When I bake the first frozen batch, I start measuring out the next from scratch batch dry ingredients. I get through all the various powders and oats in a bake and bundle that away into the pantry. If I can’t finish the powders, I text myself what’s not in it, or where I left off so that when I get a chance I can just pick up from there. I hold off on the macadamia nuts, dates, and chocolate until a day or two before I do the next batch of dough, just to keep it simple, and so that I have a good idea of where those items are in terms of their use by dates etc.
Prepping the mix-ins:
Roasted macadamia nuts aren’t easy to find here in Scotland, so I roast my own in the oven – I’ll put details on that below. While they’re roasting, I chop up the chocolate bars, and the dates if I have time (I get pre-chopped but I like to chop them up a little finer) – then I chop up the hot macadamia nuts on the chopping board which helps pull up the bits of chocolate left behind.
I set the chopped roasted (and slightly chocolated) macadamia nuts aside in a bowl for a while until they cool down before adding them to the bag (I don’t want them melting the chocolate or the bag). 
Storing the dry mix:
The beauty of having the dry ingredients in a ziplock bag is – it pours into the mixer beautifully easily, and then I just wash out the bag and pop it in the pantry ready for the next batch of dry mix. I just pop it in a bowl on the scale and fill it, then just mix it in the bag – I wouldn’t shake it cos it could all go flying, but you can tumble everything together in the bag. 
On the day:
On the “fresh batch from scratch” day – if the day’s looking hairy for me, I’ll pop into the kitchen and measure and weigh things out in advance as I can, starting of course with the butter and setting that out to soften up, and popping all the powders (baking soda, salt, spices, sugar) in a bowl, and kinda set the counter up bit by bit as I’m in and out of the kitchen, then when I get the baby to nap, or otherwise get a little bit of calm quiet time, I’m ready to go.
I use anywhere from 55g-100g of barley malt extract – if I’m using a mix of the jumbo oats and the finer rolled porridge oats, then I might use a bit more barley malt extract.
I set up the batch of 12 to bake fresh, and then while they’re baking, I’m able to measure out all the other cookies, by the time the batch is done baking, I’ve got all the other cookies prepped up to freeze and dishes are moving towards the sink.
Storing the dough:
The dough can be frozen for up to 3 months, but, if you’re eating these daily, it won’t even be frozen for a month.
Keyword biscuits, cookies, oatmeal, oats

Dry Roasted Macadamia Nuts

One of these days, I'll spell macadamia correctly on the first go.


  • 140 g raw macadamia nuts


  • Preheat oven to 325℉/ 160℃/ 140℃ Fan
  • Line a rimmed cookie sheet with parchment paper or aluminum foil (optional but makes cleanup easy). Toss alllllllll the nuts on that.
  • Toast nuts for 10-12 minutes, or until lightly browned stirring at about the 6 minute mark.

The Waffle

Yup, I finally broke down and got a cookie dough scoop – or more accurately – my cousin gave me one for Christmas – to help me make these cookies which probably help me to boost my milk production for our new little baby, but definitely are packed with fibre and needed nutrition with everything going on.

I guess that’s two bits of news. We got a baby in the house and also a cookie dough scoop.

So yeah, I’m about to care even less about the quality of photos and write ups, hang on to your hat.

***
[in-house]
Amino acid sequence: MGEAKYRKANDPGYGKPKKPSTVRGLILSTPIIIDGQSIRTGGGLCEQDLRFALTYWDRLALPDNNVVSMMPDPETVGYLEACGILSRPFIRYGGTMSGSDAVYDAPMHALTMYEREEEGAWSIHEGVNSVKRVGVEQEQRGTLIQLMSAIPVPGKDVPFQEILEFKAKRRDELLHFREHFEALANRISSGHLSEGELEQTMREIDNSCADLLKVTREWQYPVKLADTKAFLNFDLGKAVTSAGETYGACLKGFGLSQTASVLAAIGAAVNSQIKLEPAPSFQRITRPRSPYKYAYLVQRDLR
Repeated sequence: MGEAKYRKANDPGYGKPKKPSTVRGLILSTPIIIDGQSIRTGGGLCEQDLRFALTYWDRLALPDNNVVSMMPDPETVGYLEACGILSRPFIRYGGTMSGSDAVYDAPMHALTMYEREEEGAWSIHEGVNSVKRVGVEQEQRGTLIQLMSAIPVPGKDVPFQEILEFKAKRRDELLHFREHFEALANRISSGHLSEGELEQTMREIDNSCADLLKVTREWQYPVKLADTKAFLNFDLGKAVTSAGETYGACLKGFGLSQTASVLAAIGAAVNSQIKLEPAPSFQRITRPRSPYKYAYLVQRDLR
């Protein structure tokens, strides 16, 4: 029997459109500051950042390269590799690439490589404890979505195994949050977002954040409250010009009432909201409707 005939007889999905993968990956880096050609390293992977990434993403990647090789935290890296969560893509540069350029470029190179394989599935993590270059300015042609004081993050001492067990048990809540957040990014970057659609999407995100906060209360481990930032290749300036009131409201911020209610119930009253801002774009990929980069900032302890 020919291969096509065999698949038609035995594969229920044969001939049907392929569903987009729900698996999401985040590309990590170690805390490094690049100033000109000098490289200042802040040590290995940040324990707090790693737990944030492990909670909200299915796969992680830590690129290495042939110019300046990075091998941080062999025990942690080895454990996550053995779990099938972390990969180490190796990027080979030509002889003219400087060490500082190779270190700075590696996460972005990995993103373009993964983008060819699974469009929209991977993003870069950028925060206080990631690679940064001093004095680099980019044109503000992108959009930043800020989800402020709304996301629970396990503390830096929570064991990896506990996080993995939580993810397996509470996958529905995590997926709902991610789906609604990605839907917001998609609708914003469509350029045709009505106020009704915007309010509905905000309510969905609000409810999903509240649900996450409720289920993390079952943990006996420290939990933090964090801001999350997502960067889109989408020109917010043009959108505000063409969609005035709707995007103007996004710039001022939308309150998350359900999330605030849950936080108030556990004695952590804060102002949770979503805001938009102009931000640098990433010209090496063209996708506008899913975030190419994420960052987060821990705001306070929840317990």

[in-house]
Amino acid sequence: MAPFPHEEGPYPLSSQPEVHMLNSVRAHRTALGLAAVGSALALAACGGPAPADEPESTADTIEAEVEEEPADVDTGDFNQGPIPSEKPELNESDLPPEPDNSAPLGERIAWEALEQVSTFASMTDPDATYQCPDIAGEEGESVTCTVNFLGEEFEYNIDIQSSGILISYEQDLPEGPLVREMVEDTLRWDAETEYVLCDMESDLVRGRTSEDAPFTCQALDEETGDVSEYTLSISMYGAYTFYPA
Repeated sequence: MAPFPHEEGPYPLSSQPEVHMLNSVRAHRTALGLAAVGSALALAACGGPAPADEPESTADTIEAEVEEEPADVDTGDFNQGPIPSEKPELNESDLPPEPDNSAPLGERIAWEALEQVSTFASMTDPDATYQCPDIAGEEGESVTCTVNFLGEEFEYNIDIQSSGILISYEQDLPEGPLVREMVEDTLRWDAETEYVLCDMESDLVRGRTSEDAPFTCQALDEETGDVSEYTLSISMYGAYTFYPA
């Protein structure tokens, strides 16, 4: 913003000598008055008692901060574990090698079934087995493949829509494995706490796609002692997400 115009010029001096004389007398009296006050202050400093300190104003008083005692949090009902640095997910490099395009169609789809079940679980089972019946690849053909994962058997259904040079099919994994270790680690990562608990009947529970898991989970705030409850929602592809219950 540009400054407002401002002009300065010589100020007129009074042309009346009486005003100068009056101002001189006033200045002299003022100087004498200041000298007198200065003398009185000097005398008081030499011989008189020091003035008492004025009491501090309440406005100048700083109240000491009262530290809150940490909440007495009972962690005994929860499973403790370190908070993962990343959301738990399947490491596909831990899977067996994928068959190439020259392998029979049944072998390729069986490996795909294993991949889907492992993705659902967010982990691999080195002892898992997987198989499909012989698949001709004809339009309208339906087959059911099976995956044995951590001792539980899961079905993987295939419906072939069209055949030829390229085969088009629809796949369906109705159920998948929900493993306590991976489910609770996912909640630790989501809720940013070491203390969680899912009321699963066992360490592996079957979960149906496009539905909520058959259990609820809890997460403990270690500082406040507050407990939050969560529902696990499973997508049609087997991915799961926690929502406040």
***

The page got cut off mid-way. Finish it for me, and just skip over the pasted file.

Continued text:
These are based on Stella Parks’s Lactation Cookie recipe but I found it pretty much impossible to find non-bitter brewers yeast here in the UK. So I’ve added dates for fibre and sweetness, and a bit more barley malt extract than she does to try to balance the bitter. She uses 55g, I’ve found this recipe is really forgiving and works great with 55 to 100g, I tend to use more if I’m mixing porridge oats (which are rolled a bit thinner and have more powdery small bits in them) with the jumbo oats, and closer to the original recipe amount when I’m using just jumbo oats. Also, while I would normally go for all dark chocolate, again, because of the brewers yeast’s bitterness, I’ve mixed in some milk chocolate. This is also why I’ve added the pinch of salt on top of the cookies, salt can cut bitterness beautifully – see: Alton Brown’s french press coffee technique. And finally, I added a couple tablespoons of powdered milk, because it adds a cozy subtle sweetness, but also because it gave me a giggle thinking of David Mitchell’s “rescuing a bee with honey resulting in a net loss of honey” rant on QI. With all that, I’ve gone from a cookie that I consider a daily dietary supplement to a cookie I genuinely enjoy.

While I was pregnant, my doctor was keeping a close eye on my thyroid levels and had me on a low dose of levothyroxine to help keep them up. The UK diet is a bit low in iodine and my pescatarian diet is likely a little low in selenium, both of these support the thyroid. After our baby was born, I was told to stop the levothyroxine and in a couple weeks, have a blood test to make sure all was still well. After the baby was born, I made two minor changes to my diet, I started eating one of these cookies a day, and occasionally making a point of eating seaweed, either a crispy seaweed snack, or a cheeky sushi dinner or lunch. When I retested, my doctor reminded me that I was to stop the levothyroxine. But I had, weeks before the blood test, as directed. I of course can’t say if it’s the cookies or the seaweed or both, I was not at all scientific about these two diet changes, but I’m pretty sure I’m not going to stop either. My thyroid levels are where they were when I was taking medication to help control them. I’ll take that.

I baked the first batch and started eating them a week or so before baby came along. Anecdotally, I’ll say – the early days of feeding our first was more of a struggle than it was this time. I’m sure a lot of factors contribute to that and it’s not just the cookies, but hey man, Dumbo had a feather, why can’t I have a cookie?